Once a myth is accepted by the public, it takes an immense undertaking to dispel the misconceptions they create. Myths turn into misconceptions quite often. In health, these health errors run from the 5-second rule with food to believing a myriad of supposed remedies for the body. For over a century, marijuana has been demonized due to myths as well. In 1936, the propagation of these erroneous claims reached a new level thanks to the propaganda film Reefer Madness.
The film, which shows how cannabis destroys the life of white high schoolers of the time, is now considered an unintentional comedy. How can you not laugh at an obvious scare tactic that shows people kill and feverishly play piano all thanks to marijuana? While today we know that the antics displayed in the film are more likely to come from a drug like PCP or methamphetamines, that wasn’t the case in 1936. During this time, and one year after the film’s release, the U.S. would pass the Marihuana Tax Act of 1937, marking the first step in outlawing cannabis – relegating its allowance to a short list of authorized medical and industrial uses.
The film also represented a minor wave of propaganda films which carried into the early ’40s and would demonize cannabis and seal its reputation as a gateway drug to heroin, teen pregnancy and an overall wasted life. It would take until the 1970s for the film to finally be unearthed and rolled out as the unintended mess that it has come to be known as. This reframing of the film came thanks to NORML founder Keith Stroup finding and purchasing a copy from the Library of Congress in 1972.
Since the 70s, Reefer Madness has been used by the cannabis movement as a way of shutting down the false narrative around the plant and its misconceptions. This includes using the film and its name to garner attention. Some takes on the film through the years include the low budget 1985 comedy Reefer Madness II: The True Story and 2005’s Reefer Madness: The Musical, which aired on Showtime and included stars like Kristen Bell and Alan Cumming.
Recently, in New York City, a group of cannabis supporters used the name to promote pro-cannabis awareness through live music and powerful speakers. Reefer Madness: Dispelling the Myth is a live show featuring the music of Al Smith and Friends that combines rock and soul music with the spirit of the cannabis community. “We are here to dispel the myth surrounding cannabis,” Smith told The Marijuana Times. He later added that his live show and the taping serve as a gateway for those uninformed or on the fence about cannabis. He explained that by using a night of music mixed with passionate cannabis stories, people can begin to understand cannabis a bit more.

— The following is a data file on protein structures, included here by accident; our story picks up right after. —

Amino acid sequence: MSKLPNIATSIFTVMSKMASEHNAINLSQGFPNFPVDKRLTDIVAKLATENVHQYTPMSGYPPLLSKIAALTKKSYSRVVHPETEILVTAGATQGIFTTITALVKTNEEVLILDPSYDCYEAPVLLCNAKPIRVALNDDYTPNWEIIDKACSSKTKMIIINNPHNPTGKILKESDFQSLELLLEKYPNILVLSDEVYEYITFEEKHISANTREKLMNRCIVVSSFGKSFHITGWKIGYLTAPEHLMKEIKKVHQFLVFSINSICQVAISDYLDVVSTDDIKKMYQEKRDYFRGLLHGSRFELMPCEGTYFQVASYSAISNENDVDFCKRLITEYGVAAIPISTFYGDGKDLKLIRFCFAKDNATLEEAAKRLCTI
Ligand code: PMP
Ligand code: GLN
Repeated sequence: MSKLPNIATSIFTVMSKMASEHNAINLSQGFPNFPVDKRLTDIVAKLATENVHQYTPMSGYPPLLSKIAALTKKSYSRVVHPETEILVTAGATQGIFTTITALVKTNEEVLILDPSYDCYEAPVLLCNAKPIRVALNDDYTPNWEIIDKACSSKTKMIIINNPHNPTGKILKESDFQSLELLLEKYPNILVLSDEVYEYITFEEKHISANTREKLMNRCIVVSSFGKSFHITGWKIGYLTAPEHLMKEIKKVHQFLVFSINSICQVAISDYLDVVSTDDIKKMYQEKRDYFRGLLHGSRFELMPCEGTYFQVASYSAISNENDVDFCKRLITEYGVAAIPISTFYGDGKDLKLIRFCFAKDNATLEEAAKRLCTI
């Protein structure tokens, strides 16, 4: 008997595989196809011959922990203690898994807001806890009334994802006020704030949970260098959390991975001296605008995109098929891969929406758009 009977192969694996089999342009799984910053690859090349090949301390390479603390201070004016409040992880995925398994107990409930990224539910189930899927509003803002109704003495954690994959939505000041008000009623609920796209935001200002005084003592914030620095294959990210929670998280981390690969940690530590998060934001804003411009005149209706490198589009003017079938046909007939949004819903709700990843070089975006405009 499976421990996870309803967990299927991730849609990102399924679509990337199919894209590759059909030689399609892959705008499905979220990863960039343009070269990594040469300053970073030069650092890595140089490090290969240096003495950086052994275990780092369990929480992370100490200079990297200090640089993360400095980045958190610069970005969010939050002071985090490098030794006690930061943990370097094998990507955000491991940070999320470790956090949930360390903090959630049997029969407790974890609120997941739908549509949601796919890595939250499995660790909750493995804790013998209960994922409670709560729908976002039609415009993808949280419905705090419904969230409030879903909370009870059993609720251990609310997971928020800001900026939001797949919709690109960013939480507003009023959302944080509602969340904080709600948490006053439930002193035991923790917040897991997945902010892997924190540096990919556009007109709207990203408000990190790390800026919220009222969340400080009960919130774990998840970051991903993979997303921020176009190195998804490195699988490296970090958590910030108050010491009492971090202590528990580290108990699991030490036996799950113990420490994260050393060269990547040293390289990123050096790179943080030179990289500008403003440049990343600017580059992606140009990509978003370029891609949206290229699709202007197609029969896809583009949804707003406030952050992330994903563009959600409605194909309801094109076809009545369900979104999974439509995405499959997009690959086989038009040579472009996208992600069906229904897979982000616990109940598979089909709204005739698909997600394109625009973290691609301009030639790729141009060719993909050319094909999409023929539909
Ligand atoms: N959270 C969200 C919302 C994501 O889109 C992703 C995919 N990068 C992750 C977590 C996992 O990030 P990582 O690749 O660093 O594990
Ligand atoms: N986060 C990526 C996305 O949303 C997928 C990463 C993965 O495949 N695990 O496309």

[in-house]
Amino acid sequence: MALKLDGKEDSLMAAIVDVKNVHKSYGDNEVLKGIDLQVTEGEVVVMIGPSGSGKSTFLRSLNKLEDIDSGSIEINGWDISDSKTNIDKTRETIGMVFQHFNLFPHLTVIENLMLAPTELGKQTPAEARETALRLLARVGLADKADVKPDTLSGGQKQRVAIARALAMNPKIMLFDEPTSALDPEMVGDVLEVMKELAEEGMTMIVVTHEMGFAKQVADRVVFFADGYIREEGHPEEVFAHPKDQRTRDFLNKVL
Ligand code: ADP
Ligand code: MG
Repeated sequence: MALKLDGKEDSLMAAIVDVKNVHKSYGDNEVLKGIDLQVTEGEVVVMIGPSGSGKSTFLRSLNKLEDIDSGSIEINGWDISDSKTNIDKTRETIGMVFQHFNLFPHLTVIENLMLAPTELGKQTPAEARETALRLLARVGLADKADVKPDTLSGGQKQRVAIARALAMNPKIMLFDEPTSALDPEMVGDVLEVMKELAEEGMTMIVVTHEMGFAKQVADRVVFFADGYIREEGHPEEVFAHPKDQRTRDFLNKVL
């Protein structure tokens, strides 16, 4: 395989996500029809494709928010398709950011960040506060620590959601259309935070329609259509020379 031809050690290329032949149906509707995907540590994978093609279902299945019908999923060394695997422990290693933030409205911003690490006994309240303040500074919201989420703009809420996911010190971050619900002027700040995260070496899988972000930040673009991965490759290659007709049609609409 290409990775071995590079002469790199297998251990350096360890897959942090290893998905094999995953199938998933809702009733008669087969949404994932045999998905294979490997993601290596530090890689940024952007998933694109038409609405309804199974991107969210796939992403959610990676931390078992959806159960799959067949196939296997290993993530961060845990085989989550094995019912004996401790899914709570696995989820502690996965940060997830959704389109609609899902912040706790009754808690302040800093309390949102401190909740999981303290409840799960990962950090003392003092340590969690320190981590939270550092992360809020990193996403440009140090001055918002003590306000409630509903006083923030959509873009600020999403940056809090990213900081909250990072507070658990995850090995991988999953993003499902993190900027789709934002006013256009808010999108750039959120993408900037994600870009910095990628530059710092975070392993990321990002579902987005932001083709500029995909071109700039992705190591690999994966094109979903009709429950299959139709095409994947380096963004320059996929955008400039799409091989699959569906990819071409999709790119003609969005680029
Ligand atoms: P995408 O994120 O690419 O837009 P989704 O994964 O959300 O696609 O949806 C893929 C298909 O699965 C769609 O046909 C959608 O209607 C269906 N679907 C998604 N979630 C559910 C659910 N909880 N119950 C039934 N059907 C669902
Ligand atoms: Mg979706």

The group behind the project, Edutainment Presents, hosted the event at New York City’s The Cutting Room on May 8th, 2018 and taped it. After looking over the footage, Smith and Edutainment Presents CEO, Dr. Arol Buntzman, saw an opportunity to serve growing markets in the cannabis industry through creative advertising. Dr. Buntzman explained in a press release that despite the industry mobilizing these markets, “very little is being done to creatively engage and entertain people interested in cannabis-related products,” adding, “That’s where our company comes in and our new show will be a hit.” Using the name Reefer Madness, the group hoped to garner attention while further negating the false claims the original film made – a process they hope to see well beyond the evening’s screening. Smith told MJT, “Imagine the showings city by city all over the country – spreading the word about the cannabis industry – what it is and is not. Thus, dispelling the myth.”
Held on November 2nd at Manhattan’s EBM Film Center, Edutainment Presents hosted the second draft of the film while offering a night of networking and discussion as well. The evening brought together roughly 50-100 attendees to the intimate venue. Guests included veteran cannabis professionals and enthusiasts, as well as novices interested in learning more. Prior to the screening, Smith and others from the film met with guests and spoke to their passions around furthering cannabis as a medical option and beyond.